It’s no secret that the United States struggles to find common understandings about race. We live in a time when many white citizens describe our country as “post-racial” while black parents feel they must prepare their children for police encounters to protect them from being shot. This dissonance is both telling and disturbing.

For Teaching Tolerance, however, the message from our newsfeeds and our audience is crystal clear: The need for effective instruction on institutionalized racism, civil liberties, civic participation, voting and disenfranchisement, and collective action is more critical than ever. And it is almost impossible to learn about these topics without a nuanced understanding of the modern civil rights movement.

Our latest publication, Civil Rights Done Right: A Tool for Teaching the Movement, was created to support educators like you who want to equip their students with the content knowledge and critical-thinking skills necessary to understand our country’s past and connect it to the present and the future. It’s perfect for anyone who already teaches about the civil rights movement but wants to improve the breadth, depth and relevance of their coverage.

The tool offers a detailed set of curriculum improvement strategies, organized into five discrete steps. Each step identifies specific suggestions and procedures for building robust, meaningful lessons that cultivate a deeper understanding of civil rights history. The tool is an editable PDF so your revamped lessons can be downloaded, printed and shared.

Civil Rights Done Right evolved out of Teaching Tolerance’s Teaching the Movement Initiative. The initiative began with our research on how well (or, in most cases, how poorly) state social studies standards cover the civil rights movement. It continued with our curriculum-improvement resources: The March Continues: Five Essential Practices for Teaching the Movement, in which we offered a set of guiding principles and nine essential areas essential to civil rights education for educators who want to teach effectively about the movement.

We invite you to explore all these resources, and hope you will share with us the creative ways you use them to teach about this great movement for freedom, opportunity and democracy. Educators like you are the key to preparing a generation of students who will inherit our conflicting national narratives about race. We hope Civil Rights Done Right will help inspire better teaching for a better future and encourage you and your students to continue the march.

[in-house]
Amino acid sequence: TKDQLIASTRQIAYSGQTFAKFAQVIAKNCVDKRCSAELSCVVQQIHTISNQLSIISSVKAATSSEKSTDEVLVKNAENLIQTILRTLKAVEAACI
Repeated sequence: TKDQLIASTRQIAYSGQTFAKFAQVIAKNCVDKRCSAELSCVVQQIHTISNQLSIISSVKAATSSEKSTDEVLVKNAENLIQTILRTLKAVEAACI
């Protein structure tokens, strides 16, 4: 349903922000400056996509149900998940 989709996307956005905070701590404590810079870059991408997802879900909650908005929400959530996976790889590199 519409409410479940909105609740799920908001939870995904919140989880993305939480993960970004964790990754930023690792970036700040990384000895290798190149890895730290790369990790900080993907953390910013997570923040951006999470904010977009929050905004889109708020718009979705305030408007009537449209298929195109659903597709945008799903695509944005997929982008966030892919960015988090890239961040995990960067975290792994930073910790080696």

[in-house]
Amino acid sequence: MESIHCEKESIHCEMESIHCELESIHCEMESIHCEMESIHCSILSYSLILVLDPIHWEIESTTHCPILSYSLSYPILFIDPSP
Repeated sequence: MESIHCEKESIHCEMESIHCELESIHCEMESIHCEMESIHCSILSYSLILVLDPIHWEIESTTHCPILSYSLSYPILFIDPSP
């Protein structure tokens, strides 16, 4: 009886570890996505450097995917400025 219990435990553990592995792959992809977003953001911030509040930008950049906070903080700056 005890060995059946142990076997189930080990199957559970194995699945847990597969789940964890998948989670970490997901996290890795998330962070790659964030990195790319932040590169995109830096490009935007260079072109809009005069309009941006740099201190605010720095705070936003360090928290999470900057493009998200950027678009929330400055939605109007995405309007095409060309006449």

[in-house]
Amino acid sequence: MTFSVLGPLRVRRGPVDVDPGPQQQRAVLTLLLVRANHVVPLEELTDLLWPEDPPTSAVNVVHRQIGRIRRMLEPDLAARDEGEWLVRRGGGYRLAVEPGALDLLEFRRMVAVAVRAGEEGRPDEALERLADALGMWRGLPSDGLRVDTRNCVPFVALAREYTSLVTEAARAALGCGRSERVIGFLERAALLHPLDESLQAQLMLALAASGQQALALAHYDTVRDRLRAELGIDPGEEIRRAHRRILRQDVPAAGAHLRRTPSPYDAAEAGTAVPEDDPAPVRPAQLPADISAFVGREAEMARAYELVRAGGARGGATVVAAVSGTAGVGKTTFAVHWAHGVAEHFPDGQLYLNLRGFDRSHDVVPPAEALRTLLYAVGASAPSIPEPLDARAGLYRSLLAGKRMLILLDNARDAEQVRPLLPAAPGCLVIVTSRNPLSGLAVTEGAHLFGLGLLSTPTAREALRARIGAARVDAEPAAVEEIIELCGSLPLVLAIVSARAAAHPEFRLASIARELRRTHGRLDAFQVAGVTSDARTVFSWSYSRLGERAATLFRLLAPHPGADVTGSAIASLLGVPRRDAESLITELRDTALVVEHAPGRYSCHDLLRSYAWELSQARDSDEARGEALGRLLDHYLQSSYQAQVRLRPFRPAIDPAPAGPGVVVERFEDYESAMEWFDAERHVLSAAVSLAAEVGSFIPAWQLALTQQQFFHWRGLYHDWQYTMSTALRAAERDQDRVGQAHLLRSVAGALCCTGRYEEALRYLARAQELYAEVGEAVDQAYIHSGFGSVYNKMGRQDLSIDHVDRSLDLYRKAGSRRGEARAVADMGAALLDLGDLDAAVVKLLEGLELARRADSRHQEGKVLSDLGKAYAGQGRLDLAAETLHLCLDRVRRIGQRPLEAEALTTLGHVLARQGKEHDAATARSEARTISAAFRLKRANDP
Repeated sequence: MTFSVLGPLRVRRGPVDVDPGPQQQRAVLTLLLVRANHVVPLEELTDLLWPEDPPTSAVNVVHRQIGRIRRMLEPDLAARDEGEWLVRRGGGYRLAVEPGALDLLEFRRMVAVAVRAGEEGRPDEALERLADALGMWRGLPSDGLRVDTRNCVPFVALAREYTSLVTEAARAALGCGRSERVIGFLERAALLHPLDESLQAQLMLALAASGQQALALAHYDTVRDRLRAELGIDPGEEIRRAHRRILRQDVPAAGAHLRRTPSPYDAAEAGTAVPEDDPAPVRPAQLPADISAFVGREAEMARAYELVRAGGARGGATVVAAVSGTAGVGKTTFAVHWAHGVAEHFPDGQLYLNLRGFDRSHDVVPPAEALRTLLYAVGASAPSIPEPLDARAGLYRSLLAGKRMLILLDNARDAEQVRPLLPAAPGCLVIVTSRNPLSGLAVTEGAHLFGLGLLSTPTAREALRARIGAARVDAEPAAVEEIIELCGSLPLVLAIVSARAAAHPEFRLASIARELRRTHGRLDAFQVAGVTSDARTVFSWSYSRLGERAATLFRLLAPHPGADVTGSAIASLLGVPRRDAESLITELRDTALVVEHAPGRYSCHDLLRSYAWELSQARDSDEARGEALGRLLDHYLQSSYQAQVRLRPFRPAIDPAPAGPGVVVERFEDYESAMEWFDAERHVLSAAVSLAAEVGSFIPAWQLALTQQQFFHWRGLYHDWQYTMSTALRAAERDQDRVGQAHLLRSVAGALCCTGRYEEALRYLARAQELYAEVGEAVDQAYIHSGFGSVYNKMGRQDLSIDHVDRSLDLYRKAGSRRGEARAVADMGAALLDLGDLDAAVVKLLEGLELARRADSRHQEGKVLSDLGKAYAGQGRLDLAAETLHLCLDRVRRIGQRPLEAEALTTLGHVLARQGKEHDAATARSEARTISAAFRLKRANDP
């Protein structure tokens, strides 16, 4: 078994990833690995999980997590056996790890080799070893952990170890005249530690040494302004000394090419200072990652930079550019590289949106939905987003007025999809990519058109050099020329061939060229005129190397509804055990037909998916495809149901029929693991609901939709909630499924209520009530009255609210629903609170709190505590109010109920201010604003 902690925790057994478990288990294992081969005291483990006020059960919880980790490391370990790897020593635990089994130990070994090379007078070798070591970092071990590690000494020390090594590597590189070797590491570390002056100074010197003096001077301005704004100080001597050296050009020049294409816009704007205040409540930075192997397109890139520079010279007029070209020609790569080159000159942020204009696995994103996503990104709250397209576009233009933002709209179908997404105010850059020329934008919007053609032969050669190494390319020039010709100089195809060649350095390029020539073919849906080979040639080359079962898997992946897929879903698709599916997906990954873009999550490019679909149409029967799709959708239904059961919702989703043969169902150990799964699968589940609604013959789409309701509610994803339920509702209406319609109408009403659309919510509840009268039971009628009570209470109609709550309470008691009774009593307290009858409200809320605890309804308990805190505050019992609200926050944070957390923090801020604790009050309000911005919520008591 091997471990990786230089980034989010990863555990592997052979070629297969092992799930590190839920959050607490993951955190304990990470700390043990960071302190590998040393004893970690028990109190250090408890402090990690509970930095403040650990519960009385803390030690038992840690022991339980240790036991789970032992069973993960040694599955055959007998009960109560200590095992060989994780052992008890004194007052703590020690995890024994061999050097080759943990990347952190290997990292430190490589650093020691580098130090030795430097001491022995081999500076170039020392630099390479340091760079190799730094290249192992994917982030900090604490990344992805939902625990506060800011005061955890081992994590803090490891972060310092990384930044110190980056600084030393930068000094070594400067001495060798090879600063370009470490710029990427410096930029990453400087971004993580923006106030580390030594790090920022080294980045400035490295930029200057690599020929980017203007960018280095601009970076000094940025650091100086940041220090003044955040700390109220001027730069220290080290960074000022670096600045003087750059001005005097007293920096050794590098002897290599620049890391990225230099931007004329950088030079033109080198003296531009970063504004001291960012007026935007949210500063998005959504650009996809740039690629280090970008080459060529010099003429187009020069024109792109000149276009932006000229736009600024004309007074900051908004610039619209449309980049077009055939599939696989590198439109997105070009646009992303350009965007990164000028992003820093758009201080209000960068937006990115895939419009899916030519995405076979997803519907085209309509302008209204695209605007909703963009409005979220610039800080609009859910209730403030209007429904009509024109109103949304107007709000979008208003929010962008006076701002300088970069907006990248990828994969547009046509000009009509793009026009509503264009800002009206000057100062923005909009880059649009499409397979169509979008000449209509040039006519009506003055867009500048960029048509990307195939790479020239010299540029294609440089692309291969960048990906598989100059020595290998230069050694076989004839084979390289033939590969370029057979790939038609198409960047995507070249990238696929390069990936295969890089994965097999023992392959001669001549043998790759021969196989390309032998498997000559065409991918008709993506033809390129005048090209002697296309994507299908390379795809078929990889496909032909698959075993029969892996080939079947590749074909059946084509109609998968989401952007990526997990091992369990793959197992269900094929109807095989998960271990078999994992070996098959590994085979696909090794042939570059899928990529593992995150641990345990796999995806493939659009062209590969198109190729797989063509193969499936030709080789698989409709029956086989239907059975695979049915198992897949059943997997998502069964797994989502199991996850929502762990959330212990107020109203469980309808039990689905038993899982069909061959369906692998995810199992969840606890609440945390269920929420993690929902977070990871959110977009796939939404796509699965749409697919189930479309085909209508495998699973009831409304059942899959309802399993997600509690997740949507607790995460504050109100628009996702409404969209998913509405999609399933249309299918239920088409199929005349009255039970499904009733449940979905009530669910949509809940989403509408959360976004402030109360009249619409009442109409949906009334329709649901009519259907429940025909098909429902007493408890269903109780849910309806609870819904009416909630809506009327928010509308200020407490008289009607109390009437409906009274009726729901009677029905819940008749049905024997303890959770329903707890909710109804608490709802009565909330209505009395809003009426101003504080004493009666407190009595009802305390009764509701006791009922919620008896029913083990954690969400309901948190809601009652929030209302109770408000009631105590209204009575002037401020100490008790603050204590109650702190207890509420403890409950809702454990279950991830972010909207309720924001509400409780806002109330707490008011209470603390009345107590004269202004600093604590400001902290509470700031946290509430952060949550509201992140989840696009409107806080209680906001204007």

Children’s Rights are Human Rights

“Where, after all, do universal human rights begin?”

First Lady of the United States and United Nations delegate Eleanor Roosevelt asked this question of her colleagues at the UN in 1958. It’s a question worth considering today as we approach November 20, the 25th anniversary of the Convention on the Rights of the Child (CRC). As we pause to reflect on the world’s most widely ratified human rights treaty, it’s important that we look not only at its history but at the urgent need for human rights education for young people today. Do they have opportunities to ponder the question of where universal human rights begin?

The CRC was the result of a decades-long process of legal codification recognizing that children’s unique stage in human development is worthy of special protection under the law. The treaty is based on four foundational principles intended to inform government policy; these include protecting children from discrimination, acting with children’s best interests in mind, prioritizing child survival and individual development, and valuing children’s perspective in matters concerning their welfare.

The CRC is still relevant in our schools and communities. Myriad social challenges affecting American youth—including poverty and unequal access to healthcare and quality education—underscore the necessity for international human rights standards such as the CRC as vehicles for policy analysis and youth advocacy. It is also a valuable document to help young people develop their own beliefs about universal rights and responsibilities.

At TeachUNICEF, we strive to empower educators who want to provide meaningful opportunities for human and child rights education in the classroom with the knowledge that international human rights treaties have no real meaning outside the realm of our communities, classrooms and homes. We believe that the teaching of human rights fosters a sense of global citizenship and strengthens democratic values of inclusivity, equality and diversity.

On the occasion of the 25th anniversary of the CRC, we invite educators to join us in building a movement for human rights education by introducing students to the CRC and educating them about the relevance of these rights in their lives. Our suite of resources related to child rights, the CRC and global citizenship offers ideas and activities for grades PreK-12, including:

In answering her own question, “Where, after all, do universal human rights begin?” Eleanor Roosevelt went on to say, “In small places, close to home—so close and so small that they cannot be seen on any maps of the world. Yet they are the world of the individual person; the neighborhood he lives in; the school or college he attends; the factory, farm, or office where he works. … Without concerted citizen action to uphold them close to home, we shall look in vain for progress in the larger world.” Today’s schools are where that concerted citizen action can, and must, begin. 

Hirschfeld is the director of education for the U.S. Fund for UNICEF, where he manages the development of global learning resources and programs.